Bearded iris (Iris germanica) grows best in the ground and is a popular perennial grown for its showy flowers in late spring. It can be dug bare root and sold, but bare root digging is restricted to midsummer. Irises do not transplant well while in bloom and lose their flowers if transplanted. Therefore, the best way to offer a blooming iris for sale is to get it to grow in a pot. This article will detail how to get irises to successfully grow in pots, and is based on personal experience growing iris in a greenhouse while employed by a garden center.
Dig iris rhizomes in July and procure the pots in which to plant them. I used the square, five-quart pots that were about five inches wide and deep, but an eight inch mum pot will also work perfectly. Mix potting soil with about ten percent sand for drainage. The potting soil will already contain sufficient organic matter. Put some soil in the pots. Trim back the leaves of the irises to about five inches tall. The rhizomes should be about two to three inches in length and have a strong fan so it will set flower the following year. Without a flower, the plant is unlikely to sell.
Then plant the iris rhizome, filling soil in around the roots. Plant with the top of the rhizome on a level with the soil and gently pack the soil. There should be about an inch of space from the top of the pot, so unless the soil is hard packed, leave on a level with the top of the pot to allow it to compact. Plant the rhizome on the edge of the pot with the fan end facing inwards. If the plant is off-center, it will grow into the center. Do not put the fan against or near the edge of the pot, lest it push into the pot or break it.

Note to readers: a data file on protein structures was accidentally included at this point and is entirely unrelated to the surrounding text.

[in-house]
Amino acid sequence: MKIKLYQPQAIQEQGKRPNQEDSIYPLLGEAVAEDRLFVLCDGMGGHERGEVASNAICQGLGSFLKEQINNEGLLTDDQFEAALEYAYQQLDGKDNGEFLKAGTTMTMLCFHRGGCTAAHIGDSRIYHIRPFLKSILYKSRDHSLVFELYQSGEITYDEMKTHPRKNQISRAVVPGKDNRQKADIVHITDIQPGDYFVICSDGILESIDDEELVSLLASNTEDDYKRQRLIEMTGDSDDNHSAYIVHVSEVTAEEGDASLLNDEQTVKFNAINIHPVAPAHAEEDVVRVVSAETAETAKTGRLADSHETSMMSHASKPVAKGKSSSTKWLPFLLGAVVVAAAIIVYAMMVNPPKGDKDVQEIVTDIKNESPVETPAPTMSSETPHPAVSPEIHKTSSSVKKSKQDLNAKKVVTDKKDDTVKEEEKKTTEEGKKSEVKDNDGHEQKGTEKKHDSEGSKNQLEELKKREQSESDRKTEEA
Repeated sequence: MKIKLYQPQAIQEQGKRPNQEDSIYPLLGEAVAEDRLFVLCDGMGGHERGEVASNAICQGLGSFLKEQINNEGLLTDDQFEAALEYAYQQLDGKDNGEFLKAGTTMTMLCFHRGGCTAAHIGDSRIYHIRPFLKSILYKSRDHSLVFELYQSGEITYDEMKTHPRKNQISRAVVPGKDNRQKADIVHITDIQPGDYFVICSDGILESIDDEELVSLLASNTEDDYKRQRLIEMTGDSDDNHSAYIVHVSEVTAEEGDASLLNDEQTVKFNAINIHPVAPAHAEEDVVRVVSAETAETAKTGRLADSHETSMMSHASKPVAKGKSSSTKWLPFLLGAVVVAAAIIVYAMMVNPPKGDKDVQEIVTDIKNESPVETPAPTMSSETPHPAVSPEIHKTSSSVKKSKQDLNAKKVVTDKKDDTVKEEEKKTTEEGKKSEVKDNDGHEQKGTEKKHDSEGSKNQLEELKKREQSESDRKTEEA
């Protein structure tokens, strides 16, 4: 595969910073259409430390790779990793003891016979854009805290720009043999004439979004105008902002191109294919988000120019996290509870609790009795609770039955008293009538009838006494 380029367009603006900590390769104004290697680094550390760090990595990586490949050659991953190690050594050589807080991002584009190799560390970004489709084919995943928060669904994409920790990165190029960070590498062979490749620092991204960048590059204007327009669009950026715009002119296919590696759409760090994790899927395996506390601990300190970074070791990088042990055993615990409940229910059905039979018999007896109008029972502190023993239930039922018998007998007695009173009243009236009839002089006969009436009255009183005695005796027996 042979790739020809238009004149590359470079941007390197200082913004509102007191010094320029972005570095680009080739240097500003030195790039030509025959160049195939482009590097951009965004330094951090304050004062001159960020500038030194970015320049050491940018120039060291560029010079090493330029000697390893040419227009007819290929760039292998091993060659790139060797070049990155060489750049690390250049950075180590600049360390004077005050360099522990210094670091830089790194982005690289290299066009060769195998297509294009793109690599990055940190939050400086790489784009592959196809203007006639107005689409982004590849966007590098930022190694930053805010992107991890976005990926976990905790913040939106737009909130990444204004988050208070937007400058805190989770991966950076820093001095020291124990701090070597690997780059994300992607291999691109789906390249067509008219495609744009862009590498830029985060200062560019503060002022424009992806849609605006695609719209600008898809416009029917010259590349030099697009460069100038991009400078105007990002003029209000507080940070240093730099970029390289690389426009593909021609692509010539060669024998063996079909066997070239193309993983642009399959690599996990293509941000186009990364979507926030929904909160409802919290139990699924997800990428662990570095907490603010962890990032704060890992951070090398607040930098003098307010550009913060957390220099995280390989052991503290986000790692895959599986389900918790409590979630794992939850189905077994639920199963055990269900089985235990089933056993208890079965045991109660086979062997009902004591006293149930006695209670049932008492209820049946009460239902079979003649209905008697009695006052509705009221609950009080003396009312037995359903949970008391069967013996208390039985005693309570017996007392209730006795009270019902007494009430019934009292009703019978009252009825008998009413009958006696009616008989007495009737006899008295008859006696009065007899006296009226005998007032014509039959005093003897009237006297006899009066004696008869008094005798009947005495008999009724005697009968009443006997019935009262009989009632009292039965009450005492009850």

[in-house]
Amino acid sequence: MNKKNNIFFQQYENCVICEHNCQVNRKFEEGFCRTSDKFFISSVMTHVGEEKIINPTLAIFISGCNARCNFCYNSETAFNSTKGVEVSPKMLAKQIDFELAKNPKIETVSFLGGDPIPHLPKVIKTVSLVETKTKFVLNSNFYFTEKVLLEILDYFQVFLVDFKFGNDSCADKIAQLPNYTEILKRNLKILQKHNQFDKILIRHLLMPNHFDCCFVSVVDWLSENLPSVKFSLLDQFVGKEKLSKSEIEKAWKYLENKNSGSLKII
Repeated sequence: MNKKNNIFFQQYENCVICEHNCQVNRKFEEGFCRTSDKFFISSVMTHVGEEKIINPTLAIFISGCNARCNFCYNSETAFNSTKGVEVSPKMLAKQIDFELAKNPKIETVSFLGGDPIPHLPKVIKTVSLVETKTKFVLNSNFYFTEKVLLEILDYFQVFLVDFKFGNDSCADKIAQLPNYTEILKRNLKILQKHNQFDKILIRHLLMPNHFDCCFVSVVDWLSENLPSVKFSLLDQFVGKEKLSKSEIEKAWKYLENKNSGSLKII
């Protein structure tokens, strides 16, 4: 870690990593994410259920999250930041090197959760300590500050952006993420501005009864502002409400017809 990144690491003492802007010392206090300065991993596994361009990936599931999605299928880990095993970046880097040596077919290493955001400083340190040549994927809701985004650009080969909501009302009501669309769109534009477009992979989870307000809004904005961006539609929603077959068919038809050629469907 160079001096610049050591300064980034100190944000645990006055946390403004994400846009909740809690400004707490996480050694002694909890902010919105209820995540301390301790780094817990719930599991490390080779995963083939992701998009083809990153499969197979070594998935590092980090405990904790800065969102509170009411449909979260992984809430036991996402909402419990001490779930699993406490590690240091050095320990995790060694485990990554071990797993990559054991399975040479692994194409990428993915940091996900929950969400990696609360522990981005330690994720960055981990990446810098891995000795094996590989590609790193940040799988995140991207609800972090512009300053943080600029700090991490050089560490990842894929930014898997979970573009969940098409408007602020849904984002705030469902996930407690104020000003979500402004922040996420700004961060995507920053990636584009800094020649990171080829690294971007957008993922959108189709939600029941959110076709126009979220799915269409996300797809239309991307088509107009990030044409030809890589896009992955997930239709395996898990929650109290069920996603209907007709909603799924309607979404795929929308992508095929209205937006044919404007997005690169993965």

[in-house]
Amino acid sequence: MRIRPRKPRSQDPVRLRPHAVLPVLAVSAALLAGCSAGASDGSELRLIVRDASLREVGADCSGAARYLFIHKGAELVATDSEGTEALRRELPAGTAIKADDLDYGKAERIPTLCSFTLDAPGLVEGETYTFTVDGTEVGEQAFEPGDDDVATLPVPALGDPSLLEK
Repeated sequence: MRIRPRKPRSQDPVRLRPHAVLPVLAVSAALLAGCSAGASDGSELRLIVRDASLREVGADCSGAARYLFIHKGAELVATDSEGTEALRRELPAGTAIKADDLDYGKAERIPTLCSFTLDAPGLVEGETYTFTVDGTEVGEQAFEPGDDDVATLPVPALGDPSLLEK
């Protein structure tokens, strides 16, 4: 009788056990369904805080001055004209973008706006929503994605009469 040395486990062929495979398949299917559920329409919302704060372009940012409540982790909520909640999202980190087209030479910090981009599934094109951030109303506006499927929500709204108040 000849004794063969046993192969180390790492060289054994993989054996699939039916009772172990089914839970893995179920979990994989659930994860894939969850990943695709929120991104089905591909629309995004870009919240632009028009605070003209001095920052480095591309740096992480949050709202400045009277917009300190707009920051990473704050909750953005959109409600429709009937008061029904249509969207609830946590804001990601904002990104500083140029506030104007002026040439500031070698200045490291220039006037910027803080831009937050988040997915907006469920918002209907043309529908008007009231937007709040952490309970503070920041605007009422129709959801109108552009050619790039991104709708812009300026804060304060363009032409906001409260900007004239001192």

Feed the irises with a time-release fertilizer, and with a liquid feed weekly if desired. One type of feed is sufficient. Make sure not to overfeed or feed too frequently; iris will be fine with poor nutrition and the feeding is to promote more growth and blooms. Overwinter the potted iris in an unheated greenhouse or similar setup to protect the plants from the cold. This is to increase chances of survival of the plants and of bud stalks. Monitor to prevent rot and diseases from breaking out. Good ventilation is helpful for keeping irises free of disease. Never allow irises to sit in water or remain saturated. It is essential to provide good drainage for the irises lest they rot. Water whenever soil begins to dry. This can be daily in summer and sporadically in winter.
In the spring, monitor and remove any leaf material that exhibits holes or water-soaked spots that resemble the damage of iris borers. By keeping the borers at bay through early mechanical control, your iris plants will remain in sellable condition when in flower. Monitor bud stalks for borer activity and eradicate swiftly, before they can get to the buds. Iris borers in the bud stalk lead to bud stalks that rot and exhibit poor or no bloom.
The irises I grew exploded, with each fan making about seven to nine shoots and one to three bud stalks in the following spring. During the winter, however, an aphid infestation occurred and my manager put the irises outside from the unheated greenhouse in February rather than treat the aphids, and only about a quarter of the bud stalks actually bloomed. The rest never developed due to damage from the sudden exposure to frigid temperatures.
Irises that do not sell will need to be dismissed in July. Harvest any good shoots and re-pot again for sale the following spring. The rest of the iris should be planted in the ground and used as stock material for harvesting fans in following years for selling or potting.